Campus Central

Grappling With the Past: Studying History Honours

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Most people who take up History in college expect a lot from the subject. One can usually see enthusiastic first years say on the first day of college, “I want to do archaeology, hence I took up history”, “I like history as I love memorising dates”, and then one can also hear the clichéd line, “I want to crack the Civil services, hence I took up history”. Well, all first year history students should brace themselves for something completely different! History is not just about dates and wars, it’s a discipline that transcends all conventional notions of education. I am sure teachers must have already started giving out huge bibliographies to you all, which must have tired your wits out! It’s completely understandable, that after coming from diverse backgrounds and schools, you will find it difficult to initially adjust to the incessant xeroxing and fragmented readings. But like our NCERT and Frank brothers, we also have some base books for History (hons.), which will help you garner a good grounding in your subject. But the million dollar question is:  Which are the books that will help me sail my way through the first year? Don’t assume that I am creating a guide book list for all of you: this is just a preliminary guideline, to help you in your initial days through this indecipherable course called History (hons.) in Delhi University. The first honours paper: Ancient India, seems like a very difficult paper in the beginning, but one book will save everybody’s souls and studying time- ‘A History of Ancient and Medieval India: from the stone age to the 12th century’ by Dr. Upinder Singh (yes, she is Manmohan Singh’s daughter). The name of the book may sound daunting, but trust me; it is your bible in the first year. Not only will this book save you hours of reading through subsidiary readings, it is also an excellent resource for the section on Harappa. But at the same time, it is also quite inadequate for a lot of stuff, so don’t do the mistake of reading this book alone! You can also buy R.S Sharma’s ‘Ancient Past’ if you want (but for those people who are content with buying Upinder Singh: it won’t be much of a loss). But the real joy of Ancient India comes through reading up lots of stuff, so please do not miss out on that. The paper requires a lot of debate, so make sure you read up as much as possible, so that you can substantiate your paper with relevant arguments. The second paper: Social Formations and Cultural patterns of the Ancient and Medieval world (don’t worry about remembering the name, most of us forget it by the time we reach our third year), or popularly called, “Sofo”, can be cracked with the help of Dr. Amar Farooqui’s famous book (every student in DU reading history has read him once in their lifetime), ‘Early Social Formations’. This is undoubtedly the most comprehensive and detailed book on the subject. There is just one problem- in case your college teaches you Shang China, then the only person who can save you is K.C Chang. Otherwise, it’s Amar Farooqui all the way! And as for the qualifying paper: Hindi, life would have been so much easier without this paper wouldn’t it? The only guidance I can suggest is guide books. They will be enough to make you pass with a decent grade. The second semester will hopefully be less hard for you all, as by then you would have learnt to navigate your way through this course and of course your college! And above everything, there are always teachers and seniors to help you all out, so keep them on your reference list too!  ]]>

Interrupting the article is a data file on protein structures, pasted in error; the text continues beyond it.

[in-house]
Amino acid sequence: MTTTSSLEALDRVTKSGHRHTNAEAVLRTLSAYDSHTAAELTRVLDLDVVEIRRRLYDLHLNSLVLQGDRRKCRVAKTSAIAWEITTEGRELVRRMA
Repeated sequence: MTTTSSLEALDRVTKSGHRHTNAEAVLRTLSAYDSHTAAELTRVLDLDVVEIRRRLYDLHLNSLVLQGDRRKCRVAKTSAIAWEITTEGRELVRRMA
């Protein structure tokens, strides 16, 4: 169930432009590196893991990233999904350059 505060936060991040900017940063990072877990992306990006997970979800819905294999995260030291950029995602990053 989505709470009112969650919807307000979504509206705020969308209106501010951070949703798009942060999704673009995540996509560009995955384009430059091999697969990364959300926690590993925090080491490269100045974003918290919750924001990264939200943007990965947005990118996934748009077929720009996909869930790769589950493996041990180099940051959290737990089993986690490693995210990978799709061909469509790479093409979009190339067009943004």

[email protected];I am a third year History (Hons.) student studying in Lady Shri Ram College and I am extremely passionate about my subject. Writing is one of my favourite hobbies, and I am also a trained classical singer. DU Beat has fascinated me since my first year, and working for DU Beat has been the most challenging as well enjoyable phase of my life. I am also into archaeology, South East Asian studies and I am a big fan of Roger Federer (no offence to Nadal fans!). I religiously follow tennis, and I am also into judo. I hope to be a researcher in the future. Administration does not lure me, but the love of the past does, for history is what we make it, and what defines our very base of existence!

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